And, every Christian understands that burden.  Without a doubt we admit and we confess that if God the Son became a man so that we men could become the sons of God then the world must know that!  And if he performed those astonishing works of supernatural power, then the world must know that.  And if he gave that surpassingly wonderful teaching about God his father, and about the meaning of life and about the way to heaven, then, surely, the world must know that!  And if, in order to win eternal life for us, he had to pay such a terrible price himself, and if he did so because he loved us, and if he really prayed that agonizing prayer in Gethsemane and really prayed for those who were murdering him while he hung on the cross, then the world must know that!  And if it is possible that all that he did and all that he taught and all that he was in his own perfect and beautiful life can become ours, our very own, and can by its power and its goodness transform our lives, and lift them up from earth to heaven, then, without a doubt, the world must know that!  “They who have the torch,” says an old Greek proverb, “must pass on the light.”  [J.S. Stewart, The Life and Teaching of Jesus Christ, 189]  Which is to say that, for John and for us, the light that we must pass on to the world is the magnificent, magnetic figure of Jesus of Nazareth and all that he did when he came into the world to be our Savior.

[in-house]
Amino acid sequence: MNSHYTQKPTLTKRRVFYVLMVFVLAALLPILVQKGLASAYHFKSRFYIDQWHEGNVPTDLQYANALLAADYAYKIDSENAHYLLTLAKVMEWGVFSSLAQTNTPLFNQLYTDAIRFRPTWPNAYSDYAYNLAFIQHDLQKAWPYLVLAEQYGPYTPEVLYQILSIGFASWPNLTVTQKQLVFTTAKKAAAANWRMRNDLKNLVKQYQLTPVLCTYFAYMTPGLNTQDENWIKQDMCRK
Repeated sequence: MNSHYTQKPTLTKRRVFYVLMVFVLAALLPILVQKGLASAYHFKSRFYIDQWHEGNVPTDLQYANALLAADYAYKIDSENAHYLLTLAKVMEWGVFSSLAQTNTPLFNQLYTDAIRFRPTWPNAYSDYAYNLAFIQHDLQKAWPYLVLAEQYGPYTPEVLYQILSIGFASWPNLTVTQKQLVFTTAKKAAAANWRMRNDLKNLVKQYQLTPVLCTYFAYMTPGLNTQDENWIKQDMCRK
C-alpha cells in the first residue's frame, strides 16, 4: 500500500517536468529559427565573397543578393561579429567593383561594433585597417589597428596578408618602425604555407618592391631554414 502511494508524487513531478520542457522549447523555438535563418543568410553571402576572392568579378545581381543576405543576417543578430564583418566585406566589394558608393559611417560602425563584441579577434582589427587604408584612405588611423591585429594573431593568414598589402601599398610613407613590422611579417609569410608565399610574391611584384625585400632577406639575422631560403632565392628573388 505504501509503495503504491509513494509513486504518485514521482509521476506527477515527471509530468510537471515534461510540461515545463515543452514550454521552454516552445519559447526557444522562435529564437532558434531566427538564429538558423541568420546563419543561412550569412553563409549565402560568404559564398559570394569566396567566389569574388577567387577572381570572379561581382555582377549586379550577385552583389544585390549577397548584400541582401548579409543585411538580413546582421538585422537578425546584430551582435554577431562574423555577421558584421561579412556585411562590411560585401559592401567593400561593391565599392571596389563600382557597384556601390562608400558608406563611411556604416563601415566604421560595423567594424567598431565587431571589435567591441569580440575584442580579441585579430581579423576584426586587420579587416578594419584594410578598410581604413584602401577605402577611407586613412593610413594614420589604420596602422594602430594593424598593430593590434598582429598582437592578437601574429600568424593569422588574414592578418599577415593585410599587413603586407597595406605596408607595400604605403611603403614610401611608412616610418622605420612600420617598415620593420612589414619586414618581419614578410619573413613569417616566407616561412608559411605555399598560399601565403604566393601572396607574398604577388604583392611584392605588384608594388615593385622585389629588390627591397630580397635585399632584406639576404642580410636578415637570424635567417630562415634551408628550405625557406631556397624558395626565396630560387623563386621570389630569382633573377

And so John gave his life to spreading the gospel, the good news about Jesus, the Son of God, and when he was an older man and not much longer for this world, he wrote that good news down for posterity, so that all the world might forever be able to read the greatest and the most important story ever told.

There may be a great many people around us, there may even be a considerable number of people in the Christian church, people who call themselves and think of themselves as Christians, who consider the story recounted in the Gospel of John to be old hat; even if true, something that isn’t as compelling as the stock market or the Mariners or troubles at home or hopes and dreams for one’s life in this world.  They might even admit that all that John has related is historical and true.  But, still, they have no problem with leaving it in the background of their lives, crowded into the shadows by matters of more pressing concern.

They are like the man that John Newton tells us about, who once, while reading Paul in Ephesians, came across that wonderful phrase in the third chapter, “the unsearchable riches of Christ.”  He was arrested by the phrase because he was honest enough to admit that he had never found much that was “unsearchable” in the Christian message – mysterious, wonderful beyond words, glorious, all that Paul means with his great word.  And it occurred to him that if the Apostle Paul thought that Jesus Christ and the message about him and the reality into which one entered by faith in him were “unsearchable riches,” well, then, he must not have understood what the New Testament was talking about.  It had all always seemed quite pedestrian to him.  And so he set himself to reading and pondering the message of the Gospels and the Epistles until, by the grace of God he was finally gripped by the stupendous character of that message and came to see what was really being claimed – about his own sin and guilt and the impending judgment of God, about how Christ came to rescue him, and about the gift of eternal life and joy that was his for the asking – what was really being said about Jesus Christ.  And, seeing it all now himself as unsearchable riches, he gave his heart and life to Christ.